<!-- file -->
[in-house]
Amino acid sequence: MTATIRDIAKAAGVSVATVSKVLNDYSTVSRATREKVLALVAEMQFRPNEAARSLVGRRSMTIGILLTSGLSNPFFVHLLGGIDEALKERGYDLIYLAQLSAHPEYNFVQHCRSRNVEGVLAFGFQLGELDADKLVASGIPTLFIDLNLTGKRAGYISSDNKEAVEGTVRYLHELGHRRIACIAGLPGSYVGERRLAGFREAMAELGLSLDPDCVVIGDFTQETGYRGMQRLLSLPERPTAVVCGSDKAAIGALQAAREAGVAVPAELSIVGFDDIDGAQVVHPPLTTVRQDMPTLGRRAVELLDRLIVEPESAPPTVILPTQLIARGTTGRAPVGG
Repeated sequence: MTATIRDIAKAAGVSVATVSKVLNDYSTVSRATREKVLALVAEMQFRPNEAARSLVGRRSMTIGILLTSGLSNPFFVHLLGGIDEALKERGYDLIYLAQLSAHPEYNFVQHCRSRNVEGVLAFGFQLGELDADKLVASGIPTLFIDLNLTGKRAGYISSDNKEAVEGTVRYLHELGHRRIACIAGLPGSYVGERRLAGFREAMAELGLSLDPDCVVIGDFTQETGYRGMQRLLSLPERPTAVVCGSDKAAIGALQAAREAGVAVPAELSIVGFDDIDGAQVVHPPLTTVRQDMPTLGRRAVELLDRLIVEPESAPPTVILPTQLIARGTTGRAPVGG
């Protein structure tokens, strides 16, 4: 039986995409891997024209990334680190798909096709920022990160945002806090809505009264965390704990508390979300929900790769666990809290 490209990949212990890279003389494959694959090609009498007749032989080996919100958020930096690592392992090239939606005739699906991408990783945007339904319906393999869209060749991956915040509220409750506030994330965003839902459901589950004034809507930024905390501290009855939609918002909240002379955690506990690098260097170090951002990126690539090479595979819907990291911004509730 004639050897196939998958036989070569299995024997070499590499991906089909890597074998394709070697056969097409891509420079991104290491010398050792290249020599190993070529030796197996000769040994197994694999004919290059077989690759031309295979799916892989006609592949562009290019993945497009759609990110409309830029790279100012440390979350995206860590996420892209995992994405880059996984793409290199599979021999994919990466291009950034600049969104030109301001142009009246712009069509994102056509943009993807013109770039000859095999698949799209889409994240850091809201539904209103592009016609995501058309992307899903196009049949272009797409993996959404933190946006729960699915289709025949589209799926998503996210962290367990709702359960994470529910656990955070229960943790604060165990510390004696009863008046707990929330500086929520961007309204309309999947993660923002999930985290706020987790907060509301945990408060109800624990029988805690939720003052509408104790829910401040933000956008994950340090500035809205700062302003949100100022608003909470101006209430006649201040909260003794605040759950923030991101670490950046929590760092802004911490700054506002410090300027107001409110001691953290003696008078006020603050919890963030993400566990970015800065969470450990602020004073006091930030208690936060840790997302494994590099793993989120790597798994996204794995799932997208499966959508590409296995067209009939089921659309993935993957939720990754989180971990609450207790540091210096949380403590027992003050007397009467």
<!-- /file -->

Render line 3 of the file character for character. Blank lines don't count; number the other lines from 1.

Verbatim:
Repeated sequence: MTATIRDIAKAAGVSVATVSKVLNDYSTVSRATREKVLALVAEMQFRPNEAARSLVGRRSMTIGILLTSGLSNPFFVHLLGGIDEALKERGYDLIYLAQLSAHPEYNFVQHCRSRNVEGVLAFGFQLGELDADKLVASGIPTLFIDLNLTGKRAGYISSDNKEAVEGTVRYLHELGHRRIACIAGLPGSYVGERRLAGFREAMAELGLSLDPDCVVIGDFTQETGYRGMQRLLSLPERPTAVVCGSDKAAIGALQAAREAGVAVPAELSIVGFDDIDGAQVVHPPLTTVRQDMPTLGRRAVELLDRLIVEPESAPPTVILPTQLIARGTTGRAPVGG